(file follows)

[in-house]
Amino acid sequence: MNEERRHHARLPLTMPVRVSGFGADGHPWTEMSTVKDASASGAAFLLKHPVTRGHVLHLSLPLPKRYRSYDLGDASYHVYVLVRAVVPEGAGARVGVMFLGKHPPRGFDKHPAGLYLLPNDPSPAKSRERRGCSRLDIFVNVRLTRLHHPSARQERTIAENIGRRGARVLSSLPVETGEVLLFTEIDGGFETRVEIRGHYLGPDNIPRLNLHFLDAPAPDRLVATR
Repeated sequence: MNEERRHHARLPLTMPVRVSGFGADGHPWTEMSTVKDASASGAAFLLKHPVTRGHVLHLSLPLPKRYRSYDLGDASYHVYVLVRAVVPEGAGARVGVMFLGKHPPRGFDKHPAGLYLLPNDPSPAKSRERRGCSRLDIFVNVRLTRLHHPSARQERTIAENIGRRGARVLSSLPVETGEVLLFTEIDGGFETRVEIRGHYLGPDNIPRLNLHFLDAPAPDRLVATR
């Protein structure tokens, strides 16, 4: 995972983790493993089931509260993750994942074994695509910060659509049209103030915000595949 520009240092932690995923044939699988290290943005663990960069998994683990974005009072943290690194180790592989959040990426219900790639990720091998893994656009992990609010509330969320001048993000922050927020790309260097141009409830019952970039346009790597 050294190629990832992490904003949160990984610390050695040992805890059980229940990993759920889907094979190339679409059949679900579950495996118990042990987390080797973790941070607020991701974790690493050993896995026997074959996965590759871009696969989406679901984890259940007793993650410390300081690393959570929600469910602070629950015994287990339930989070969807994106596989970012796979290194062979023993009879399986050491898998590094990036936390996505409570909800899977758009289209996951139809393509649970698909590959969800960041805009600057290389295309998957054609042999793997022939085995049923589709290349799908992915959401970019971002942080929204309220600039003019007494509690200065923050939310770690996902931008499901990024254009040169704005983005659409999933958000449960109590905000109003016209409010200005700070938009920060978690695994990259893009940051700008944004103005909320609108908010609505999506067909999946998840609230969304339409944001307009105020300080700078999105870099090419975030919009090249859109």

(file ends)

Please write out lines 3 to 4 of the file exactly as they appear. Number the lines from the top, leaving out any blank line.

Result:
Repeated sequence: MNEERRHHARLPLTMPVRVSGFGADGHPWTEMSTVKDASASGAAFLLKHPVTRGHVLHLSLPLPKRYRSYDLGDASYHVYVLVRAVVPEGAGARVGVMFLGKHPPRGFDKHPAGLYLLPNDPSPAKSRERRGCSRLDIFVNVRLTRLHHPSARQERTIAENIGRRGARVLSSLPVETGEVLLFTEIDGGFETRVEIRGHYLGPDNIPRLNLHFLDAPAPDRLVATR
């Protein structure tokens, strides 16, 4: 995972983790493993089931509260993750994942074994695509910060659509049209103030915000595949 520009240092932690995923044939699988290290943005663990960069998994683990974005009072943290690194180790592989959040990426219900790639990720091998893994656009992990609010509330969320001048993000922050927020790309260097141009409830019952970039346009790597 050294190629990832992490904003949160990984610390050695040992805890059980229940990993759920889907094979190339679409059949679900579950495996118990042990987390080797973790941070607020991701974790690493050993896995026997074959996965590759871009696969989406679901984890259940007793993650410390300081690393959570929600469910602070629950015994287990339930989070969807994106596989970012796979290194062979023993009879399986050491898998590094990036936390996505409570909800899977758009289209996951139809393509649970698909590959969800960041805009600057290389295309998957054609042999793997022939085995049923589709290349799908992915959401970019971002942080929204309220600039003019007494509690200065923050939310770690996902931008499901990024254009040169704005983005659409999933958000449960109590905000109003016209409010200005700070938009920060978690695994990259893009940051700008944004103005909320609108908010609505999506067909999946998840609230969304339409944001307009105020300080700078999105870099090419975030919009090249859109």